Photo of Kwasi Kwarteng Kwasi Kwarteng The Secretary of State for Business, Energy and Industrial Strategy

I am delighted that my right hon. Friend has raised that issue. As a keen follower of these matters, she will know what we have done in relation to the heat and buildings strategy, which sets out clearly the kinds of steps that we want people to see in respect of insulation and the possibility of selling energy back to the grid. We are doing lots of exciting things in this policy area. I am sure that my right hon. Friend will be pleased to hear that I am always interested in her ideas and I am delighted that she is heading our Back-Bench policy committee in this area.

Photo of Caroline Lucas Caroline Lucas Green, Brighton, Pavilion

One of the fastest and most effective ways to protect people from the impact of rising energy costs would be an ambitious retrofit and insulation programme, which should have been at the heart of the Government’s approach but has been conspicuous by its absence. The Government support pledged so far for energy efficiency falls £1.4 billion short of their manifesto commitment, so will the Secretary of State tell us what more he plans to do on the issue? In particular, will he tell us with absolute certainty that legislation for ECO4—the energy company obligation—which was due in April, will not face any further delays and will definitely be laid before Parliament before the summer recess?

Photo of Kwasi Kwarteng Kwasi Kwarteng The Secretary of State for Business, Energy and Industrial Strategy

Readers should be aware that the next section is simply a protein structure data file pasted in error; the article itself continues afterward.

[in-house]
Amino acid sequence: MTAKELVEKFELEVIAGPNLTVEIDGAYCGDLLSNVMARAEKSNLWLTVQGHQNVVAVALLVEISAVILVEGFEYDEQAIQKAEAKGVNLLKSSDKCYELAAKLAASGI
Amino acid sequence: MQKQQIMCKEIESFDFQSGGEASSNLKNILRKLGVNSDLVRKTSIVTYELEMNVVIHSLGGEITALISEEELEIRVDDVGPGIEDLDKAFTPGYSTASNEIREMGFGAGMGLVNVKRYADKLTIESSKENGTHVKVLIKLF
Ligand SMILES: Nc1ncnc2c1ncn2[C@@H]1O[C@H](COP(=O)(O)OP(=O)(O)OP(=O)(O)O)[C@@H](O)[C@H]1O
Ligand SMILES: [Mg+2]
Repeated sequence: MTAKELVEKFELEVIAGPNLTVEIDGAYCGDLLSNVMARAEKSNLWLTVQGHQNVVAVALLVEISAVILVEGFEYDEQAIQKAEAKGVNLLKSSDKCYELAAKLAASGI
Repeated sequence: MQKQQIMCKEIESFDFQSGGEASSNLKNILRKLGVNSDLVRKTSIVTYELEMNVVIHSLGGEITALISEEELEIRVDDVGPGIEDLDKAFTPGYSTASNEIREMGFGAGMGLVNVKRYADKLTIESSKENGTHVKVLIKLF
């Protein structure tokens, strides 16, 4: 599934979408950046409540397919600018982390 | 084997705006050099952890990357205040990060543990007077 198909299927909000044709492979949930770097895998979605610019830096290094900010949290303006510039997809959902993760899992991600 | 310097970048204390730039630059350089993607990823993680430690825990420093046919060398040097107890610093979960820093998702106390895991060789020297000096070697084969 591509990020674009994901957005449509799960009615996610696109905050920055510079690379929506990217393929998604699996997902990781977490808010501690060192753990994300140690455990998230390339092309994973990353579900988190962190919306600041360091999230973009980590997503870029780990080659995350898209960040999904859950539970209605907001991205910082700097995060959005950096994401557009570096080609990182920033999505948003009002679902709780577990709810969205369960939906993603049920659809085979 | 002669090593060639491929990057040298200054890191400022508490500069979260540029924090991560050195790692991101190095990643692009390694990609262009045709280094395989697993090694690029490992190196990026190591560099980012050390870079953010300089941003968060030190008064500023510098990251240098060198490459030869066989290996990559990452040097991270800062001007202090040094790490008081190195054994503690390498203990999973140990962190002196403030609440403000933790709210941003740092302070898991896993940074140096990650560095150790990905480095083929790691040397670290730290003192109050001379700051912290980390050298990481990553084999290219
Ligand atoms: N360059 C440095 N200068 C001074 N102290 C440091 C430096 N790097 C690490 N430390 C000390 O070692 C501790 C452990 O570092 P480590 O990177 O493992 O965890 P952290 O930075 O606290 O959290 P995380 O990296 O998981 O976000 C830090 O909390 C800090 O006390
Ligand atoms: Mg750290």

It is not my job to say when legislation will be coming into this House—[Interruption.] What I will say—[Interruption.] What I will say specifically in relation to decarbonisation is that we have a clear heat and buildings strategy. The manifesto commitment covered 10 years, so it was not over the term of the Parliament. There was a clear manifesto commitment over 10 years and more money clearly needs to be spent to honour that commitment over a 10-year spending period.

Photo of Alan Whitehead Alan Whitehead Shadow Minister (Department for Business, Energy and Industrial Strategy) (Energy and Climate Change), Shadow Minister (Climate Change and Net Zero)

It would be really nice if the Secretary of State told us when the ECO4 legislation is coming, because ECO4 is not going to work unless that legislation comes forward.

The Secretary of State knows that the new price cap and the increase in customer bills will have a devastating impact on customers’ struggle with the cost of living, so why is his Department directly contributing to the sky-high price cap levels by putting into place new customer levies—such as the socialisation of the costs of failed energy companies, the green gas levy and the nuclear regulated asset base levy—that will add perhaps £100 to the upcoming and future price cap levels, and hence to customer bills? The Secretary of State talks of Government assistance to help customers to cope with their bills, but is it not very much about giving with one hand and taking back with the other? Should customers not be angry at this cynical policy?

Photo of Kwasi Kwarteng Kwasi Kwarteng The Secretary of State for Business, Energy and Industrial Strategy

There is no reason to be angry about the support, because the £37 billion of support is very real. On the supplier of last resort, the hon. Gentleman will know that 26 firms had to leave the market as a consequence of sky-high wholesale prices, and all the SOLR levy does is socialise those costs within the industry. It was a necessary device to make sure that customers can ease on to other providers without interruption.